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Re: DogFood (and inline/block constraints)

From: David Carlisle <davidc@nag.co.uk>
Date: Wed, 12 Dec 2007 23:57:23 GMT
Message-Id: <200712122357.lBCNvN6L003909@edinburgh.nag.co.uk>
To: public-html@w3.org


> For chapters, sections, subsections etc HTML5 introduces the
> section element - having used (la)tex for several texts too, I
> know, that this language has a similar concept to structure
> text in a useful way and to brace the pleat thoughts of authors
> smooth ;o)

But that was my point, that HTML needs a LaTeX-like (and docbook-like)
possibility to mark up paragraphs based on the natural laguage
semantics, not just based on a visual processing model where the bit of
text following a display has to be in a new <p> because it is
conventionally typeset starting on a new line.


> I don't think that its correct to allow paragraphs to have just any  
> block level elements (what is the meaning of a paragraph within a  
> paragraph?)

I don't think anyone is arguing to allow p in p (or body in p...)
the languages I cited (docbook, xhtml2, latex) don't allow that either.

> I think, rather, that it might be worth creating a third  
> categorization of elements, ones that are both block and inline  
> elements, perhaps with marginally different semantics in each case.

exactly, and this (in an ideal world free of legacy implementation
constraints) would be essentially all block level things that are not
releated to document structure like headings and sections, so tables,
maths, lists, pre, blockquote etc.

> This is a faulty example as you have confused rendering with  
> semantics.

No quite the opposite, I argue that the thing is a sentence and forcing
people to mark up the second half of the text as a new p just because
it starts a new line is due to a visual rendering view. Now you didn't
suggest starting a new p but instead using mathml which is fine, so long
as you allow <math> to be both inline and block. My point was that
the fact that the block needs to be inside p is a feature of __p_  not
mathml. I used a math example because I'm a mathematician but the same
comment would apply to a textual display with blockquote.

> I found the following markup at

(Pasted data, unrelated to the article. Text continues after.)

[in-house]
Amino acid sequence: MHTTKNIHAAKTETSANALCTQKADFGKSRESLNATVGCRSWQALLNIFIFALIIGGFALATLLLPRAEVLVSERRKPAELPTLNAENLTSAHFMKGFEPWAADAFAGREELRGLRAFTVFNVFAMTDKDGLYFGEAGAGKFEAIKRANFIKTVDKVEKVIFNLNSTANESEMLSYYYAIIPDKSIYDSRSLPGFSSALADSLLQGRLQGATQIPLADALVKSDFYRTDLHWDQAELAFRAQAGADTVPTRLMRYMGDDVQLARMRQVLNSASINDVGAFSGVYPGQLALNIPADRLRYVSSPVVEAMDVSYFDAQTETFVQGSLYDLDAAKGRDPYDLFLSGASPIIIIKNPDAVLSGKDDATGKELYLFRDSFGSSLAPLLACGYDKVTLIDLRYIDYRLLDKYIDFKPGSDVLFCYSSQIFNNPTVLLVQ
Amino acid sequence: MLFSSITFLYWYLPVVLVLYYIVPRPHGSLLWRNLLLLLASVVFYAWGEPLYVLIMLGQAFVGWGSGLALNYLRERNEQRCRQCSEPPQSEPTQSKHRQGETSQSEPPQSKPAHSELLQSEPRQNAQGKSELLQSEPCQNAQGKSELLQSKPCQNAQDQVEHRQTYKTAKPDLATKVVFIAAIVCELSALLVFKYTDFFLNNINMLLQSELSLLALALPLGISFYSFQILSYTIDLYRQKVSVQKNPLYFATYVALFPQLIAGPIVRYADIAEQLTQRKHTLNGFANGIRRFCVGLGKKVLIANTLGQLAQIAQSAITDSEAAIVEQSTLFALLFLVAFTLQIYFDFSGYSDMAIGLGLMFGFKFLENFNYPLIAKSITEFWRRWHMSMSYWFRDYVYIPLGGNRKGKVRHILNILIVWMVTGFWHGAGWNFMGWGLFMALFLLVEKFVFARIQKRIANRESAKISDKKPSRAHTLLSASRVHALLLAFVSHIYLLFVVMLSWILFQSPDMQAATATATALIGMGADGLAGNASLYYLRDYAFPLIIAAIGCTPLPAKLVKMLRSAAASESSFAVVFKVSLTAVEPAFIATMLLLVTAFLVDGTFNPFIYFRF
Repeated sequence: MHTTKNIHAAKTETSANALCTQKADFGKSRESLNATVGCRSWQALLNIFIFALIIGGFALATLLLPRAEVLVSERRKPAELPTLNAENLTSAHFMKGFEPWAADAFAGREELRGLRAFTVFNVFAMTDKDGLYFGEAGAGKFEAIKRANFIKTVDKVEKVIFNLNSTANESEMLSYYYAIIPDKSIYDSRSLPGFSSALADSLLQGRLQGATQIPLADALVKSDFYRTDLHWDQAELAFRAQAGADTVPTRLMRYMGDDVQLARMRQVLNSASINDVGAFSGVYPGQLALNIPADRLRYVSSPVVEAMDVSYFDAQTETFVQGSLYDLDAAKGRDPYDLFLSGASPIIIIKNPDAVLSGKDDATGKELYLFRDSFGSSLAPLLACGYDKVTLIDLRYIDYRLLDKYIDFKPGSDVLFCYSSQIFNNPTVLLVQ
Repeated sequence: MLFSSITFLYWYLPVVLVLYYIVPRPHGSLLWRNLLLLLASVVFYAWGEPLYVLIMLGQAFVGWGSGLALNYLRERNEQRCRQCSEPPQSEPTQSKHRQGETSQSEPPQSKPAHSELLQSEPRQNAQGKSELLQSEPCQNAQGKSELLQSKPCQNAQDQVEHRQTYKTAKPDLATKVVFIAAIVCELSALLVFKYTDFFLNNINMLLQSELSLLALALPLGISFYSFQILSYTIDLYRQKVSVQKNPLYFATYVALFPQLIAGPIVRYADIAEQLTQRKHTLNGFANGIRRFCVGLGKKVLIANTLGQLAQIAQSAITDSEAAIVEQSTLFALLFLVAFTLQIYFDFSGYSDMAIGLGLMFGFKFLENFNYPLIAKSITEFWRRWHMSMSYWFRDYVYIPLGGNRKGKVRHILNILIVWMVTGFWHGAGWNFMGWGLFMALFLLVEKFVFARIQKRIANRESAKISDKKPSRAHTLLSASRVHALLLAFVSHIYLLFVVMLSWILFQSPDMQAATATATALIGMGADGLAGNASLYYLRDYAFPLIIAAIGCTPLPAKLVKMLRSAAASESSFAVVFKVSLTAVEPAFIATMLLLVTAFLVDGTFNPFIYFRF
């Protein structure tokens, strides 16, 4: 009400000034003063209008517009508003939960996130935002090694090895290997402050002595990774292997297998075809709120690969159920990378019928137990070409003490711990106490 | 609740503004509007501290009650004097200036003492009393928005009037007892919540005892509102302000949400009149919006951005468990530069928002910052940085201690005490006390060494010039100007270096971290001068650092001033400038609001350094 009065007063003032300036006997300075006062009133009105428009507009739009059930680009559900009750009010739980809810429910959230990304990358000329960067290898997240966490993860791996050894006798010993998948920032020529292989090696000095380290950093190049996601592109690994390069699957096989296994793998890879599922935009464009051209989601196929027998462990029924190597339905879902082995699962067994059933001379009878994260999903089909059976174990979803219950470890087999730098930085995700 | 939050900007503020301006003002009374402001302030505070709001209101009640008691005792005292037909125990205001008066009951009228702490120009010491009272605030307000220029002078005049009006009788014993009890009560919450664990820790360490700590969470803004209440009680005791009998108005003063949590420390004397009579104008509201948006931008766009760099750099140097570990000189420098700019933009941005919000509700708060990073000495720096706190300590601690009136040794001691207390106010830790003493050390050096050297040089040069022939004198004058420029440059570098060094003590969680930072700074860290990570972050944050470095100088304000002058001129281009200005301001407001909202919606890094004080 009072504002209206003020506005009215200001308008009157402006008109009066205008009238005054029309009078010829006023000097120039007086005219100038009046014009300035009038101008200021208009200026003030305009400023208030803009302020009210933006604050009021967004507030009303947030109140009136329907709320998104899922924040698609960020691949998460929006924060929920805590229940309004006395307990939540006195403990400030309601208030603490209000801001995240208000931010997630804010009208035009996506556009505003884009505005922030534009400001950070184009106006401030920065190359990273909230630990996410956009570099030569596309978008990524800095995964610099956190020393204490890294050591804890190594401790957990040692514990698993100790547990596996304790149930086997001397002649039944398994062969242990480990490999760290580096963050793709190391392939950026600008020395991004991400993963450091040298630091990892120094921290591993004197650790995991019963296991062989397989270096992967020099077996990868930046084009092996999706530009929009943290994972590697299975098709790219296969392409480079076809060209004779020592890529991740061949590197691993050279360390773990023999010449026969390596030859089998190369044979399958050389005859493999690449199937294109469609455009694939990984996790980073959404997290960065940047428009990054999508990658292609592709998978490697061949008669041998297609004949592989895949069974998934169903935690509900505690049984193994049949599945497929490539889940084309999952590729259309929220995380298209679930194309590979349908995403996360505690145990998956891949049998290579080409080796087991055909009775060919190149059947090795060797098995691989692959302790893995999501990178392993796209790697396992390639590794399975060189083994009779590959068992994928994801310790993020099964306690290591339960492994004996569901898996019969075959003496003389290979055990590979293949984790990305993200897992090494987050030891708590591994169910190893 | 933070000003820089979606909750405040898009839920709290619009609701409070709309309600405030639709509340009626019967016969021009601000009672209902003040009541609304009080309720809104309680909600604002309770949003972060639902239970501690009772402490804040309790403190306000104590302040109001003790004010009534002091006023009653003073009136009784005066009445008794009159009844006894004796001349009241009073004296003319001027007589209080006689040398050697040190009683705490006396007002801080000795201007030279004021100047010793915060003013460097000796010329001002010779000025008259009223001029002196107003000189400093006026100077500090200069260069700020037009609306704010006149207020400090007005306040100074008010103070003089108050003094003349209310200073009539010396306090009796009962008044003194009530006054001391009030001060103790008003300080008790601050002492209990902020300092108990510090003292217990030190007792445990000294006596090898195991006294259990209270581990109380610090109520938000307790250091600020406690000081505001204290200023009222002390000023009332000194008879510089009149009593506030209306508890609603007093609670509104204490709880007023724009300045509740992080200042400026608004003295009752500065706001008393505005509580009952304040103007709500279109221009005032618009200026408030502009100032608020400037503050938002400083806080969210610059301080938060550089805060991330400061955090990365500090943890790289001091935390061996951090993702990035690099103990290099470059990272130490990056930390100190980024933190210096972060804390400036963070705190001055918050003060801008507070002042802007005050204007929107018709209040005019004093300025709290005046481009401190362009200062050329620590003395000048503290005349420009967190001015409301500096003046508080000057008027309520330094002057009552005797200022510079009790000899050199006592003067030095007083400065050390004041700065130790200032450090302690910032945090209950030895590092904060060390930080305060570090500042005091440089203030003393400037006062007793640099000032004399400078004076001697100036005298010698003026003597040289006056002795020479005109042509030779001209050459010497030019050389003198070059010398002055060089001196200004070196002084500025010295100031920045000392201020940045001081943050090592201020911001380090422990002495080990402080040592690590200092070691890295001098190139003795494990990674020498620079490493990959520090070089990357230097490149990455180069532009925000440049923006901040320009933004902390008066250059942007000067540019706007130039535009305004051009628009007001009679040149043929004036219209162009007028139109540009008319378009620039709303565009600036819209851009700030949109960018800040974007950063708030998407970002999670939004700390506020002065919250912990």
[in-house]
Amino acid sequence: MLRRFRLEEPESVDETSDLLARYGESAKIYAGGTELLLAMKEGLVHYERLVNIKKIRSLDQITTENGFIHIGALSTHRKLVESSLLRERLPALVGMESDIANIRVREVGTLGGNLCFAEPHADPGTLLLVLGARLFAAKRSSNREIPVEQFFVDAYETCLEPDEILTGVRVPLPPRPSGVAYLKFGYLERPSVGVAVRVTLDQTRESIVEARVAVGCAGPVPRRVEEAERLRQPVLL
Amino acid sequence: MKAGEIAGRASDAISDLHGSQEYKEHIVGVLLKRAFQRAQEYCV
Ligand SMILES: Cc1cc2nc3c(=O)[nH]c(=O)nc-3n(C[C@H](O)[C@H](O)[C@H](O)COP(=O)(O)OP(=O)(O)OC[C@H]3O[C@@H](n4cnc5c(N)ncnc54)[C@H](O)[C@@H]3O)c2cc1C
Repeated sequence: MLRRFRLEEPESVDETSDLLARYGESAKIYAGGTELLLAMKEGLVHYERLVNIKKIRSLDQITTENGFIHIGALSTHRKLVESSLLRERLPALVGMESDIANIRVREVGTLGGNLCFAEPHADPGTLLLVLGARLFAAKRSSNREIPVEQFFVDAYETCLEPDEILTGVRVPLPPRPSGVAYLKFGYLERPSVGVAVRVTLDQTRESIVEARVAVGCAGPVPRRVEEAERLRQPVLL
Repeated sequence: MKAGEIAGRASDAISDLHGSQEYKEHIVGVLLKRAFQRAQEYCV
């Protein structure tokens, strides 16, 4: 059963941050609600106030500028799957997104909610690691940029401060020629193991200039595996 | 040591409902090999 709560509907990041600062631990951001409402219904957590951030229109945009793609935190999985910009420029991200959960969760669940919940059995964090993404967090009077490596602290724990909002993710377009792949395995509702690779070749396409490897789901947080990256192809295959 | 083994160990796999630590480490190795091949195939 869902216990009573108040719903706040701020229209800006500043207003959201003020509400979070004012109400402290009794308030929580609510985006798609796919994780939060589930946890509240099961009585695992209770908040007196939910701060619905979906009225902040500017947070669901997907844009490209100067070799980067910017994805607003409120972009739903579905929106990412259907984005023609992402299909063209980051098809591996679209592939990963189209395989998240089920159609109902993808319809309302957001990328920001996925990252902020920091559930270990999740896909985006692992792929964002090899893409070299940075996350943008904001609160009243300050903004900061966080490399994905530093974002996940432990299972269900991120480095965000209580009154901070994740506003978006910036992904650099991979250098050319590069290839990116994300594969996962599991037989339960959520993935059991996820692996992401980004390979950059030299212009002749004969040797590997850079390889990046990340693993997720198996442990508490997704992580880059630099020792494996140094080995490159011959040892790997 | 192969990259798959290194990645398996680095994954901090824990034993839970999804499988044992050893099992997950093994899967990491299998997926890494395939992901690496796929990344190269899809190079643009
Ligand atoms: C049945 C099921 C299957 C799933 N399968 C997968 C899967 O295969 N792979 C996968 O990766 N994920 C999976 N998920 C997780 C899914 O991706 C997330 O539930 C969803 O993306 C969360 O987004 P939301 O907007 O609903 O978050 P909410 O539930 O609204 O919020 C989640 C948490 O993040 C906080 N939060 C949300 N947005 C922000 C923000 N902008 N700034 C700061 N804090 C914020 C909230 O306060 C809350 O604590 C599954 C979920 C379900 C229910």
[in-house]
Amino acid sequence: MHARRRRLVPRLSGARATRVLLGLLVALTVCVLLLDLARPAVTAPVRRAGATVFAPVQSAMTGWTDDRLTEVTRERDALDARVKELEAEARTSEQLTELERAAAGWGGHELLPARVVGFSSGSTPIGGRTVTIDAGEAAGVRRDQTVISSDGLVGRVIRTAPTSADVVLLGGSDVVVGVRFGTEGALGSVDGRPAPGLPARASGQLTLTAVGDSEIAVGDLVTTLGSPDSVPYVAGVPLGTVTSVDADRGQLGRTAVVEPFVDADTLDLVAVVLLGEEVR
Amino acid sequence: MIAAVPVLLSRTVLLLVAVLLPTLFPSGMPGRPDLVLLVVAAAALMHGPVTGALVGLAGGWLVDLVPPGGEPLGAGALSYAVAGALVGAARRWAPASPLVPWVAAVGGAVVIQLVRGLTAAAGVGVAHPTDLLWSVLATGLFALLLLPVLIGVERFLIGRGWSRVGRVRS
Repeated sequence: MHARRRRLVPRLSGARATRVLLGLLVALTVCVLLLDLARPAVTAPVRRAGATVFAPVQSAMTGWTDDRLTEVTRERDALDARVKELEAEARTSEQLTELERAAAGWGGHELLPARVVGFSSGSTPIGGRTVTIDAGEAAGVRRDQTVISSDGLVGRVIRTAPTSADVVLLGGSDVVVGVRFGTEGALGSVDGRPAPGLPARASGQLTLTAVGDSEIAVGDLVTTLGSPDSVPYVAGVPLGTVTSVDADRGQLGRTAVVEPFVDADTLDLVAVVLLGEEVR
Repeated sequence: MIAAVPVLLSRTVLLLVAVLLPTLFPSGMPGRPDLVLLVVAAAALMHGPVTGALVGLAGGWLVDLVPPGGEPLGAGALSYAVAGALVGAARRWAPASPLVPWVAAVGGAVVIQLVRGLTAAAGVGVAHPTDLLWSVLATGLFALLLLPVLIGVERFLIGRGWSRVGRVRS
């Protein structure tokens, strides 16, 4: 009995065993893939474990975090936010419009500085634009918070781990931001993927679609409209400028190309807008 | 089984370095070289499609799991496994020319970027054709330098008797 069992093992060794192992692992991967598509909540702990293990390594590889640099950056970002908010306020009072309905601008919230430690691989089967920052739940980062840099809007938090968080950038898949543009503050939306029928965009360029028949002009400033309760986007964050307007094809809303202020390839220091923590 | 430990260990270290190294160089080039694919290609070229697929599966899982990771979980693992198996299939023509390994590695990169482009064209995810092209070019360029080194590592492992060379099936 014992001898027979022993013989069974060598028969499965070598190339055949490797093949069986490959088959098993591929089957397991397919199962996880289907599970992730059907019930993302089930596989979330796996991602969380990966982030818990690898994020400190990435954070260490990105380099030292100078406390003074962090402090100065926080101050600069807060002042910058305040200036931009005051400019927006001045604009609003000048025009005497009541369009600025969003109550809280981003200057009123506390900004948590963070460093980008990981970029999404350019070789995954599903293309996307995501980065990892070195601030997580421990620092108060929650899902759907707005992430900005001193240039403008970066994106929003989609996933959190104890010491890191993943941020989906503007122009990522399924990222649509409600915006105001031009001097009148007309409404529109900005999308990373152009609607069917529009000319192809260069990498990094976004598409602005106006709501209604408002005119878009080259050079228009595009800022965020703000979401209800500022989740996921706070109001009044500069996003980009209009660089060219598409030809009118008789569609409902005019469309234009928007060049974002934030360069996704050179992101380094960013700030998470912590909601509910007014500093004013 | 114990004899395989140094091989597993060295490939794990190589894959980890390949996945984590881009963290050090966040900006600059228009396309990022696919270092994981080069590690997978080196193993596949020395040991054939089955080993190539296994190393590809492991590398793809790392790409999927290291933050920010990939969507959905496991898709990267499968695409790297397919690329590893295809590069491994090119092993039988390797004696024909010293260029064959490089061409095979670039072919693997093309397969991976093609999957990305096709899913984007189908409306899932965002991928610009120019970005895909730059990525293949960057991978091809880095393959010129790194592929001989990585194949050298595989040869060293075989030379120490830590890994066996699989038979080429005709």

> http://www.w3.org/Math/XSL/pmathml2.xml

yes, I  know of that file. (I wrote it:-)

> So, using semantics which are not defined in HTML (like MathML) solves  
> your problem adequately.

The content model of an html5 p is defined by html 5, whether or not the
block uses foreign markup  It's up to the HTML5 spec to say whether
foreign elements are allowed at any particular place, and in the case of
math, there is still (I hope) the possibility of a less "foreign"
relationship between HTML5 and math markup.

> Its all well and good to want to render something that way  

Rendering should be the least of the concerns. Ideally one could come up
with a markup that allowed lists (as equations) to be easily switched
between inline and display rendering with the markup being essentially
the same in either case (following the meaning). For lists it's quite
hard actually to do this as punctuation styles are influened by the
display type in rather delicate ways, as you indicate. We spent some
time in LaTeX trying to get a good model for that, not with 100%

> I'm not saying that there aren't elements that are defined as block  
> elements that shouldn't be allowed, for example, in paragraphs. I just  
> don't think that if we're going to do it we need to be picky about  
> what things we want to allow and why. "I want to render something this  
> way," is not a justification. We should be saying, "the meaning of  
> this requires a list" or something simiilar

for p you have the option of being "picky" as currently p allows
nothing, so any relaxation is an improvement, It's not at all clear to me
that you really have that option for div which currently allows any
mixture, so there being picky is invalidating existing content
(including a lot of my content, as it happens).


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Received on Wednesday, 12 December 2007 23:57:39 UTC

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